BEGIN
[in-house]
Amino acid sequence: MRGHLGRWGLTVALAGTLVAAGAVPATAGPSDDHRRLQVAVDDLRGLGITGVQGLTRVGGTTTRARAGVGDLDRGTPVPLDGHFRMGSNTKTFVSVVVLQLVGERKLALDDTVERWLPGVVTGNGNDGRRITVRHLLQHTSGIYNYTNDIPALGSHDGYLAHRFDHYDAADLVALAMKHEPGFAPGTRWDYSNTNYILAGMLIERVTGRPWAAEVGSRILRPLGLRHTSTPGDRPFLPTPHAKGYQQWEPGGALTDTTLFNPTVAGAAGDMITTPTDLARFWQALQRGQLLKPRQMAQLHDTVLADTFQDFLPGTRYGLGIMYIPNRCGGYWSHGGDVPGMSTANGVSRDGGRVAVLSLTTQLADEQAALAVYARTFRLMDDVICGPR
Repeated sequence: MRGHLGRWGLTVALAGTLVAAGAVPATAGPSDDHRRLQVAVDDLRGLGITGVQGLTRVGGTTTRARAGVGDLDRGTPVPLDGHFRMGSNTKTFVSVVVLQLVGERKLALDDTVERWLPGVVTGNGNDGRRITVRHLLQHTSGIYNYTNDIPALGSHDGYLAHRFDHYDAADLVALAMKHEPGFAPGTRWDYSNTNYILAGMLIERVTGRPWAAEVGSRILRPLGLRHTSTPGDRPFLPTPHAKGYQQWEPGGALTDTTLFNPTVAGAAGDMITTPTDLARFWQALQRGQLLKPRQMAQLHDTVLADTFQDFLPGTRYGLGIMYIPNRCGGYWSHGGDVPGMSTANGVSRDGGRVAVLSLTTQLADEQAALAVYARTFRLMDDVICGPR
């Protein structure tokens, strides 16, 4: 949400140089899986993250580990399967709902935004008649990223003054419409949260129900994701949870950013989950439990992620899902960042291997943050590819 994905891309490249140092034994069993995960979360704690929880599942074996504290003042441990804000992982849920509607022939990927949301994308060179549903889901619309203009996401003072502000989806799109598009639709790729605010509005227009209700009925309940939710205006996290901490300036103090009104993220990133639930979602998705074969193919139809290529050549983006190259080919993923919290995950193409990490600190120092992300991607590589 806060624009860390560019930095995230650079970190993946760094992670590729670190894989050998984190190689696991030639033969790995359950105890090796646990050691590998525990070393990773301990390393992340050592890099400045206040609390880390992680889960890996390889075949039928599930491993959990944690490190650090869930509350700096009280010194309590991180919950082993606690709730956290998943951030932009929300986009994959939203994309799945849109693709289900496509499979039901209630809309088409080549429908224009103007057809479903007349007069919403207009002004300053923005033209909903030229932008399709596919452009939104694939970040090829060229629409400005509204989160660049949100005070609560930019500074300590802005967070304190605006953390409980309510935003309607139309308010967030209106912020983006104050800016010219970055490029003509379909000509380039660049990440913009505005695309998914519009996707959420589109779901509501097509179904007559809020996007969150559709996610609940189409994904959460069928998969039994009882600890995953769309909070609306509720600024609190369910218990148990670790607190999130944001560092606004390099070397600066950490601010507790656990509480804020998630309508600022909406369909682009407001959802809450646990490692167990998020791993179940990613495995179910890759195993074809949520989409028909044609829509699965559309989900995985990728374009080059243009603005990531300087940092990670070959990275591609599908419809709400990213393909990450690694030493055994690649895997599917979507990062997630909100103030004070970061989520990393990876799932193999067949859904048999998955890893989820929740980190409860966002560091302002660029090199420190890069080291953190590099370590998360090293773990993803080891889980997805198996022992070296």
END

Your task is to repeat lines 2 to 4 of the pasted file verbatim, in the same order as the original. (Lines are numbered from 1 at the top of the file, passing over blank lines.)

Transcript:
Amino acid sequence: MRGHLGRWGLTVALAGTLVAAGAVPATAGPSDDHRRLQVAVDDLRGLGITGVQGLTRVGGTTTRARAGVGDLDRGTPVPLDGHFRMGSNTKTFVSVVVLQLVGERKLALDDTVERWLPGVVTGNGNDGRRITVRHLLQHTSGIYNYTNDIPALGSHDGYLAHRFDHYDAADLVALAMKHEPGFAPGTRWDYSNTNYILAGMLIERVTGRPWAAEVGSRILRPLGLRHTSTPGDRPFLPTPHAKGYQQWEPGGALTDTTLFNPTVAGAAGDMITTPTDLARFWQALQRGQLLKPRQMAQLHDTVLADTFQDFLPGTRYGLGIMYIPNRCGGYWSHGGDVPGMSTANGVSRDGGRVAVLSLTTQLADEQAALAVYARTFRLMDDVICGPR
Repeated sequence: MRGHLGRWGLTVALAGTLVAAGAVPATAGPSDDHRRLQVAVDDLRGLGITGVQGLTRVGGTTTRARAGVGDLDRGTPVPLDGHFRMGSNTKTFVSVVVLQLVGERKLALDDTVERWLPGVVTGNGNDGRRITVRHLLQHTSGIYNYTNDIPALGSHDGYLAHRFDHYDAADLVALAMKHEPGFAPGTRWDYSNTNYILAGMLIERVTGRPWAAEVGSRILRPLGLRHTSTPGDRPFLPTPHAKGYQQWEPGGALTDTTLFNPTVAGAAGDMITTPTDLARFWQALQRGQLLKPRQMAQLHDTVLADTFQDFLPGTRYGLGIMYIPNRCGGYWSHGGDVPGMSTANGVSRDGGRVAVLSLTTQLADEQAALAVYARTFRLMDDVICGPR
């Protein structure tokens, strides 16, 4: 949400140089899986993250580990399967709902935004008649990223003054419409949260129900994701949870950013989950439990992620899902960042291997943050590819 994905891309490249140092034994069993995960979360704690929880599942074996504290003042441990804000992982849920509607022939990927949301994308060179549903889901619309203009996401003072502000989806799109598009639709790729605010509005227009209700009925309940939710205006996290901490300036103090009104993220990133639930979602998705074969193919139809290529050549983006190259080919993923919290995950193409990490600190120092992300991607590589 806060624009860390560019930095995230650079970190993946760094992670590729670190894989050998984190190689696991030639033969790995359950105890090796646990050691590998525990070393990773301990390393992340050592890099400045206040609390880390992680889960890996390889075949039928599930491993959990944690490190650090869930509350700096009280010194309590991180919950082993606690709730956290998943951030932009929300986009994959939203994309799945849109693709289900496509499979039901209630809309088409080549429908224009103007057809479903007349007069919403207009002004300053923005033209909903030229932008399709596919452009939104694939970040090829060229629409400005509204989160660049949100005070609560930019500074300590802005967070304190605006953390409980309510935003309607139309308010967030209106912020983006104050800016010219970055490029003509379909000509380039660049990440913009505005695309998914519009996707959420589109779901509501097509179904007559809020996007969150559709996610609940189409994904959460069928998969039994009882600890995953769309909070609306509720600024609190369910218990148990670790607190999130944001560092606004390099070397600066950490601010507790656990509480804020998630309508600022909406369909682009407001959802809450646990490692167990998020791993179940990613495995179910890759195993074809949520989409028909044609829509699965559309989900995985990728374009080059243009603005990531300087940092990670070959990275591609599908419809709400990213393909990450690694030493055994690649895997599917979507990062997630909100103030004070970061989520990393990876799932193999067949859904048999998955890893989820929740980190409860966002560091302002660029090199420190890069080291953190590099370590998360090293773990993803080891889980997805198996022992070296």